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It's a labor of love. Our unit has been in my wifes family since 1980. We inheritted it when my Father in-law passed in Feb.

Today I took the body off the frame to replace the floor. We are up to $1k JUST for materials. We are doing all the work so no labor. If all goes as planned the body will be back on the fram Sunday. Then we can start refinishing the interrior. All the RV appliances are missing and it's been converted into a park model. We plan to convert it back but upgrade it to current standards. I imagine we will have $5-6k in it before it's all over for just parts and appliances. Several hundred hours of labor.

Probably never break even on it but we will enjoy it and hopefully it will be in good condition when it gets passed down to one of our girls.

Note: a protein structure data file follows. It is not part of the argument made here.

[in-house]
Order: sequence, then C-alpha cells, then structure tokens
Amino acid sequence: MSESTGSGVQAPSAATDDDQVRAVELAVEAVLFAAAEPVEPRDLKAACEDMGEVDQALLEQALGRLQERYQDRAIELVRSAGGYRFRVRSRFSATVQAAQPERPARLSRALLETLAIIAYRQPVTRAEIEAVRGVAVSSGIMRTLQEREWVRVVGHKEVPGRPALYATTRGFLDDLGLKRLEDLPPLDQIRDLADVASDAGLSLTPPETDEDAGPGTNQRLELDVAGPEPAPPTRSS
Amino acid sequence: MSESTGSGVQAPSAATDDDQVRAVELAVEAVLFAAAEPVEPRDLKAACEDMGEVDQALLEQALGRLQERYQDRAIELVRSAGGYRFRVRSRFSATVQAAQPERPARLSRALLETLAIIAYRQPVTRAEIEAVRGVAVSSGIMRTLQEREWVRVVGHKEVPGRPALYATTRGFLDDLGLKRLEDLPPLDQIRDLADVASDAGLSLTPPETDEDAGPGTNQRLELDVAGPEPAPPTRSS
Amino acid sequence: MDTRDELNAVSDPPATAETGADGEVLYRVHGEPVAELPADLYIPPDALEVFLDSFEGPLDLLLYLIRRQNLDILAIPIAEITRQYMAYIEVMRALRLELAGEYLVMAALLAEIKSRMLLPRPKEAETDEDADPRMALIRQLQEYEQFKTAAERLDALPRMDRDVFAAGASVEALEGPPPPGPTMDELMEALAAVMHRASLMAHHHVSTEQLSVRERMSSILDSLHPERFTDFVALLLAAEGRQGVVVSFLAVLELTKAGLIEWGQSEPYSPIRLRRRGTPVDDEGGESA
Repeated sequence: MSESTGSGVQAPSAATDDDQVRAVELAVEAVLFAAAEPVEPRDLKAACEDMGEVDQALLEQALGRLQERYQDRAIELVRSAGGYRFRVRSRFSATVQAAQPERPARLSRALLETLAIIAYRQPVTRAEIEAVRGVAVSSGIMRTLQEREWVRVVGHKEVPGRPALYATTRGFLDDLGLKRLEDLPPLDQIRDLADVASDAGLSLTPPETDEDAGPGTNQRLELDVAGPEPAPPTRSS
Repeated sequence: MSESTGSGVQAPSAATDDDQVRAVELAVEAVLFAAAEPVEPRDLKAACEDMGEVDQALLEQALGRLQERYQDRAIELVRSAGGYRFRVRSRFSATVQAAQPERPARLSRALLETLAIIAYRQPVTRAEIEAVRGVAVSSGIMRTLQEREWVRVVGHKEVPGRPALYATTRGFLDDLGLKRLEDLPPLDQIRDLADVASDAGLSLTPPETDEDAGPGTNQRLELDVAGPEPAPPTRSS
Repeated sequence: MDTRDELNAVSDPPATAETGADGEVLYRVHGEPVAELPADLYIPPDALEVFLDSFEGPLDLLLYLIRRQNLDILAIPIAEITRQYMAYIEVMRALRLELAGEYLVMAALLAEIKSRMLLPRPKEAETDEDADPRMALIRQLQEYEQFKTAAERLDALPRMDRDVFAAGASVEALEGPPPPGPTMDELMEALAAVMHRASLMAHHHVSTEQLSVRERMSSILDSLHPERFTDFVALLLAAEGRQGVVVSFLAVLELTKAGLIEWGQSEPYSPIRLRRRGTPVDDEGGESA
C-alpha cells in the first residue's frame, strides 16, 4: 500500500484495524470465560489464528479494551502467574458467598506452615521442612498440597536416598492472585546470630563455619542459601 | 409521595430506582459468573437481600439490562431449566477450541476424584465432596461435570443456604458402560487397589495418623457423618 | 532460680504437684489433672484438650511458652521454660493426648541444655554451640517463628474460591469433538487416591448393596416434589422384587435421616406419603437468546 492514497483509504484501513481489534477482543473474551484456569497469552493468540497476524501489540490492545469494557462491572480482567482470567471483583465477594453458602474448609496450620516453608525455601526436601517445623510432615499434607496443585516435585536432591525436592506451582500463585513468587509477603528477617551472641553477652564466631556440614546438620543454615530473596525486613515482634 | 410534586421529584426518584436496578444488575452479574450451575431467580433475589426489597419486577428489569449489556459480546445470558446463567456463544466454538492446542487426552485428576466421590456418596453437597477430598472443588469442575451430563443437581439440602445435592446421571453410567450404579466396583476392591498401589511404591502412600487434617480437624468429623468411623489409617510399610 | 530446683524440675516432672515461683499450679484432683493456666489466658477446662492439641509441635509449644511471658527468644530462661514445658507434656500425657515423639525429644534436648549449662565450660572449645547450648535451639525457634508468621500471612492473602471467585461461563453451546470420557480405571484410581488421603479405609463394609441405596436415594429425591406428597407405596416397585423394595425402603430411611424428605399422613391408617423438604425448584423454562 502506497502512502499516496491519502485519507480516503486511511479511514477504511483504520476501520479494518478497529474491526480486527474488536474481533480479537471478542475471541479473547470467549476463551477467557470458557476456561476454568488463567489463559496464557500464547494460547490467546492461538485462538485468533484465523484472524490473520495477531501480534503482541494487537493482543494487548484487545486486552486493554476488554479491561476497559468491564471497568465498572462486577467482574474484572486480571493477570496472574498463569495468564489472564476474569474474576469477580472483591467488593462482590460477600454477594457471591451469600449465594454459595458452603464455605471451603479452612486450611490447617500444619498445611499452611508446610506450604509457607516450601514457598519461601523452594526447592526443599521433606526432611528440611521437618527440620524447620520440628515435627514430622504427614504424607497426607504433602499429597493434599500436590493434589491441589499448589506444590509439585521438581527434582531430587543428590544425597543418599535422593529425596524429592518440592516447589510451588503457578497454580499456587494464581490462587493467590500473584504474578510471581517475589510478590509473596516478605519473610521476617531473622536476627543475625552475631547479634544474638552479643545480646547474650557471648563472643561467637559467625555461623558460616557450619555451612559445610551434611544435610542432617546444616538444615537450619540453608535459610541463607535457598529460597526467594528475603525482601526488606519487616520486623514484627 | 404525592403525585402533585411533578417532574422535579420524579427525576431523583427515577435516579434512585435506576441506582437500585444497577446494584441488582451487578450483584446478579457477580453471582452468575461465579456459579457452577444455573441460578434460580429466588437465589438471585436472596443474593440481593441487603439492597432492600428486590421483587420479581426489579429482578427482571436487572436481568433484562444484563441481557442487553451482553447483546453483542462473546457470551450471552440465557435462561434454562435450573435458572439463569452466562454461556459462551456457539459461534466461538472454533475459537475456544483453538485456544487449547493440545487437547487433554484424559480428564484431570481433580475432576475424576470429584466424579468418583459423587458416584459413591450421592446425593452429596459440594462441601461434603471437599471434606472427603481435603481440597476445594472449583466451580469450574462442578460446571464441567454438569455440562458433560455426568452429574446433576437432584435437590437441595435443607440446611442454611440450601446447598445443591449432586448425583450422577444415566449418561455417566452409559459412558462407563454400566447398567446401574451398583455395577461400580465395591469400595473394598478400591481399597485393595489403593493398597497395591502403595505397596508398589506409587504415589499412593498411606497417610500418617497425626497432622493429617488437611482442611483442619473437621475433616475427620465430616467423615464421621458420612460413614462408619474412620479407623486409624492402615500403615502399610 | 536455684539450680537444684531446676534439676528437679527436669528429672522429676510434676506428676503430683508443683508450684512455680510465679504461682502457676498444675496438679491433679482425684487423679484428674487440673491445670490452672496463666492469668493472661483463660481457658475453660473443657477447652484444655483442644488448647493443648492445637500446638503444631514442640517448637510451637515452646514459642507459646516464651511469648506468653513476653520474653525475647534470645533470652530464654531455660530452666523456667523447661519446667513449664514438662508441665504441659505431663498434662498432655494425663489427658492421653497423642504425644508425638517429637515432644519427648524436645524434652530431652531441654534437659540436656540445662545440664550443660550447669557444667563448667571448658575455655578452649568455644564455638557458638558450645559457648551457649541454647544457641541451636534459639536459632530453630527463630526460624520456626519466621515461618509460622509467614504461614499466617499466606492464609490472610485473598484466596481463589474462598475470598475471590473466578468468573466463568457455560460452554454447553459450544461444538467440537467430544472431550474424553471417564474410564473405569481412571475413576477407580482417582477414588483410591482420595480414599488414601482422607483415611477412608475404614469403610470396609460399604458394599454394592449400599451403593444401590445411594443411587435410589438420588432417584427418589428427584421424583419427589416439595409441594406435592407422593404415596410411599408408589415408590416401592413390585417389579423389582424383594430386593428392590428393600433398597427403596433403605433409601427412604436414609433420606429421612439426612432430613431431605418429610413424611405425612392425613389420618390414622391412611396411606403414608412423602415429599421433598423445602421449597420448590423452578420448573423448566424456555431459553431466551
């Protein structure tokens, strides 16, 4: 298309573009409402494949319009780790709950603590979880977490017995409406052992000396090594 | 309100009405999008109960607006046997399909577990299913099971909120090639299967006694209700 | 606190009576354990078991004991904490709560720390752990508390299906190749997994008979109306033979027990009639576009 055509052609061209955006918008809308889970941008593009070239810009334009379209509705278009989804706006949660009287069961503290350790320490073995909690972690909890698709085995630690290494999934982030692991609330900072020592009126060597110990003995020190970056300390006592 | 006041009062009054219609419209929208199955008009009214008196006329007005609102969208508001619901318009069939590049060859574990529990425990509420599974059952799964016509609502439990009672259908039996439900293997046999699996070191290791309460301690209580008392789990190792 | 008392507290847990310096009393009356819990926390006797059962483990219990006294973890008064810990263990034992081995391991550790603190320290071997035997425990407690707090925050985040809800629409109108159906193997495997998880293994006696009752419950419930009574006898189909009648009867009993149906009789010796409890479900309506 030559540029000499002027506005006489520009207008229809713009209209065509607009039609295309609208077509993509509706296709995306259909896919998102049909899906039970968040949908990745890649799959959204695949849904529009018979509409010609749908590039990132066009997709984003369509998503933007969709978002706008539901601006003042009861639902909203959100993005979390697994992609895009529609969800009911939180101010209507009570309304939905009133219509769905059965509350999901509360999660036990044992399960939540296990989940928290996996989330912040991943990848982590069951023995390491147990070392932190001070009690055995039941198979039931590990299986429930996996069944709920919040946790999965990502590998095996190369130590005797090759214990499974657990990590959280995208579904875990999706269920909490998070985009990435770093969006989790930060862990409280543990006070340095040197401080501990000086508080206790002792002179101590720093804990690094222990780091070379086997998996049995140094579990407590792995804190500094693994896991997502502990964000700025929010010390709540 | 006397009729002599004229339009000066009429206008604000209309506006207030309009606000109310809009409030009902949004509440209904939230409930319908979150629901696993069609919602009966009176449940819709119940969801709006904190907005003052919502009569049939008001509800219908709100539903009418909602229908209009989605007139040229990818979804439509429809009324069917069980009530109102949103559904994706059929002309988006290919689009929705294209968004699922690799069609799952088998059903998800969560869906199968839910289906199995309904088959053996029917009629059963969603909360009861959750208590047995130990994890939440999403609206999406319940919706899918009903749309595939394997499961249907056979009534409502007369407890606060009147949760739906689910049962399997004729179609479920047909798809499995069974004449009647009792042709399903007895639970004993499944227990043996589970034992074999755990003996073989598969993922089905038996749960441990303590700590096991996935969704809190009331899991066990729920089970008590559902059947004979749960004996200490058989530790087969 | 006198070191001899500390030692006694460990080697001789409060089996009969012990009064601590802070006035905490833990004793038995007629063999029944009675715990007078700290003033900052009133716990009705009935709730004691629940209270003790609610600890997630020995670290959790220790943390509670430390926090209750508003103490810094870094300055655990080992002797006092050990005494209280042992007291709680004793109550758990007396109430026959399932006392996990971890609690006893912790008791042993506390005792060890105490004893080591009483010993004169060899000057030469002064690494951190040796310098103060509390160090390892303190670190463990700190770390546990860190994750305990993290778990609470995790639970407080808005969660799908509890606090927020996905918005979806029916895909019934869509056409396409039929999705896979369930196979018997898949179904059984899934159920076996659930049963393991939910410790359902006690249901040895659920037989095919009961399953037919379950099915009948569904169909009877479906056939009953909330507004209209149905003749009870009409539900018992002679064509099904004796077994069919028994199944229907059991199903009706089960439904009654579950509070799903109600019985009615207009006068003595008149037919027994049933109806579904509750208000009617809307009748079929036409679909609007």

Here is a picture from about 6pm today.
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1988 R20 454 Suburban.
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Old 09-30-2003, 09:23 PM   #8
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I cant say about the cost of the rear end seperation but my 76 had a broken frame, and im remodeling the interior to boot. I suspect by the time im finished I will have somewhere including the inital cost of the purchase of $5500 or better invested, but everything worked when I got her.
1976 Soveriegn 31'
F250 Turbo 7.3L Diesel
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Old 09-30-2003, 10:07 PM   #9
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Thanks to everyone for the feedback

please keep the information coming. i believe that being informed helps everyone make the right decision the first time.

to any one who performed there own rear end seperation do you have any good instructions ( with pictures) on what it took to do it. from the reading that i have done the axles seem pretty easy just have to spend the $ to get them.
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Old 10-03-2003, 07:14 PM   #10